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Entertainment Movies

  • Toy Story 3

    "Toy Story 3" opens across the U.S. today on a record-setting number of 3-D screens. Now theater chains, Disney, and even its rival studios are anxiously hoping for a hit to turn around a weak summer box office: U.S. ticket sales are down over 6 percent since early May. Analysts

  • AOL

    Today AOL made it official: it's sold Bebo to Criterion Capital Partners. After buying the social network for $850 million in March 2008, the company said in an 8K SEC filing today "it will treat the common stock of Bebo as worthless." While that may be a big win from a tax perspective — the company expects to record a $275 million to $325 million tax benefit in the second quarter — it acknowledges a total disaster.

  • shrek4_140.jpg

    DreamWorks Animation stock tumbled after the animation studio warned 2Q earnings per share will be "meaningfully below" year-ago results. CFO and President Lew Coleman presented at William Blair & Company's Growth Stock Conference in Chicago, warning about second quarter earnings disappointments, and blaming the weakness on "Shrek Forever After," the fourth sequel in the Shrek franchise which was released May 21.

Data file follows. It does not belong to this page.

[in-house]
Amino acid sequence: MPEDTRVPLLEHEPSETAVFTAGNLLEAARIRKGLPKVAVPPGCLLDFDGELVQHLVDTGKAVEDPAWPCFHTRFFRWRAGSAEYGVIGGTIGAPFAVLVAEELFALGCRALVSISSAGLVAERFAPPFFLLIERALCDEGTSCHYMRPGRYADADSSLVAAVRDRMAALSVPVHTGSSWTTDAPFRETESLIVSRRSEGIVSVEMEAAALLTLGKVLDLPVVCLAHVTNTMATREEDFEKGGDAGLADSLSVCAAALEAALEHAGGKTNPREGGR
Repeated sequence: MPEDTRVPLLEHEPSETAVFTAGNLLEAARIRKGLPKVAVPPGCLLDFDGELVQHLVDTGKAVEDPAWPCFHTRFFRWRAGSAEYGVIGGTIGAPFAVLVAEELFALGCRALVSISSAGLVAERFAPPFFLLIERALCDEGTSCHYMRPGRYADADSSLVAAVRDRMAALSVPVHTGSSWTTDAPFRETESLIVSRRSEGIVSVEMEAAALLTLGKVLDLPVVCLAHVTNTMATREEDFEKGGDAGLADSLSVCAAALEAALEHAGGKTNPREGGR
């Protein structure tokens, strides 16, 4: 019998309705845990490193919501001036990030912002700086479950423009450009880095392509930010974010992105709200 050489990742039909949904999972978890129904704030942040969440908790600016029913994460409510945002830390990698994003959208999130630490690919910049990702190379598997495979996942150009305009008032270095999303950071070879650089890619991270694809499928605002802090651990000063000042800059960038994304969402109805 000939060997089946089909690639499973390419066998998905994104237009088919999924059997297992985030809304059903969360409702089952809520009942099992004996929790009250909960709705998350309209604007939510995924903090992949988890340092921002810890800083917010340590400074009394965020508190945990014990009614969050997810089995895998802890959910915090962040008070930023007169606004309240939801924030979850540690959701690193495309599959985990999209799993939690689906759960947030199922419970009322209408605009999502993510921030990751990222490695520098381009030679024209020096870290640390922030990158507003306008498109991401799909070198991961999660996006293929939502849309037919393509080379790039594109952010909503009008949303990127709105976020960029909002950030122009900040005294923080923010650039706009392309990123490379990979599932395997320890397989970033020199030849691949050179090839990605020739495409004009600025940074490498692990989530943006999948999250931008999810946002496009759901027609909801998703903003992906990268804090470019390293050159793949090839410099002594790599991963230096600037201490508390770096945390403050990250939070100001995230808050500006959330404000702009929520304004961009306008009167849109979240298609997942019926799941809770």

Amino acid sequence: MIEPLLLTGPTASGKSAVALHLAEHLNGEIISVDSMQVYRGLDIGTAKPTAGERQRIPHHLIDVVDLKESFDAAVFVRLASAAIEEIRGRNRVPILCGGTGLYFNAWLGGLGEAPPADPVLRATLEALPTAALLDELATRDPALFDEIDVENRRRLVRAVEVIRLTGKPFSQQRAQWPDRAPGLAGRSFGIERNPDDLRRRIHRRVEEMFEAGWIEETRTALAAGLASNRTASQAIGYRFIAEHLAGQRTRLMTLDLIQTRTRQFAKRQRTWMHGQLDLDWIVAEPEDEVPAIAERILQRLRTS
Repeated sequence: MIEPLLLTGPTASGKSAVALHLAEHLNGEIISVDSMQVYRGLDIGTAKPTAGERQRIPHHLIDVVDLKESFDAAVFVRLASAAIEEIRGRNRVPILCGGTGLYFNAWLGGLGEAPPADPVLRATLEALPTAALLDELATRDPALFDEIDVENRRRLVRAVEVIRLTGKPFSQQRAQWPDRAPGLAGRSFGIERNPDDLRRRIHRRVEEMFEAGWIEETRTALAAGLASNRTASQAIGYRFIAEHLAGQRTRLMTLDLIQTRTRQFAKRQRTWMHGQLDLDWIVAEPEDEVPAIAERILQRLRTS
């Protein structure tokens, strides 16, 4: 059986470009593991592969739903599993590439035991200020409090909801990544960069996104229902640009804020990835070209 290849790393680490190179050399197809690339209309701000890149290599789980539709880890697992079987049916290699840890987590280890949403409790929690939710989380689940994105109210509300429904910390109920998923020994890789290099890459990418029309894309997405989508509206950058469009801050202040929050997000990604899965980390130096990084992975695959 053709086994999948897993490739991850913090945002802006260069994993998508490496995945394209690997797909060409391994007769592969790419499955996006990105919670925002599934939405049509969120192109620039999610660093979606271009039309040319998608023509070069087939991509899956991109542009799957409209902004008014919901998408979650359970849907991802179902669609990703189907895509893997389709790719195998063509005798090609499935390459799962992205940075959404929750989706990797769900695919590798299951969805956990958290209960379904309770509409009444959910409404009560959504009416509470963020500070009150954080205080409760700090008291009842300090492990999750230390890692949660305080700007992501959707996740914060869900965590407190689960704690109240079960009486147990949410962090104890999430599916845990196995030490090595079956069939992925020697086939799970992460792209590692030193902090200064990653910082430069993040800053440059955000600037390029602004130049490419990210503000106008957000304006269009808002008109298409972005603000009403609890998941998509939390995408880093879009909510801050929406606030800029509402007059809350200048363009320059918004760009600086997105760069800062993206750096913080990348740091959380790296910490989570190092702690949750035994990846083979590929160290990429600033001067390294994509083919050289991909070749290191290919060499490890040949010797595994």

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    The FCC hosted an open hearing today to discuss how to seek the best legal framework for Internet regulation — the commission voted 3 to 2 to continue the re-regulation process. It's now moving closer to Chairman Julius Genachowski's proposal for a "third way," a selection of some of the stricter rules now regulating telecom.

  • Bambi, The Lion King, Finding Nemo — all animated films that have become household names while breaking all sorts of records. Their state-of-the-art technologies and design made them instant classics and some of the top-grossing movies of all time.Here, we've compiled the top 10 highest grossing animated movies, offering a behind-the-scenes view of their groundbreaking technology, from Disney's earliest full-length animated movie to Disney Pixar's newest releases. See why these movies changed th

    See why these movies changed the way animated movies are made, and broke box-office records in the process.

  • Pay $60 for a packaged game or get a variation of that content free online? That choice is putting pressure on game developers.

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    Blockbuster is trying to stave off bankruptcy, as the movie rental company faces a debt load of $930 million. Today I spoke exclusively with CEO Jim Keyes on his plans to keep the company afloat.

  • A line of people waiting to play Assassin's Creed from Unisoft.

    You'd never guess from game developers' E3 presentations that game software sales dropped 7 percent year-to-date through April. This is game companies once-a-year opportunity to roll out their schedule and get fans excited, appealing directly to the bloggers and fan sites that chronicle every upcoming game.

  • Xbox 360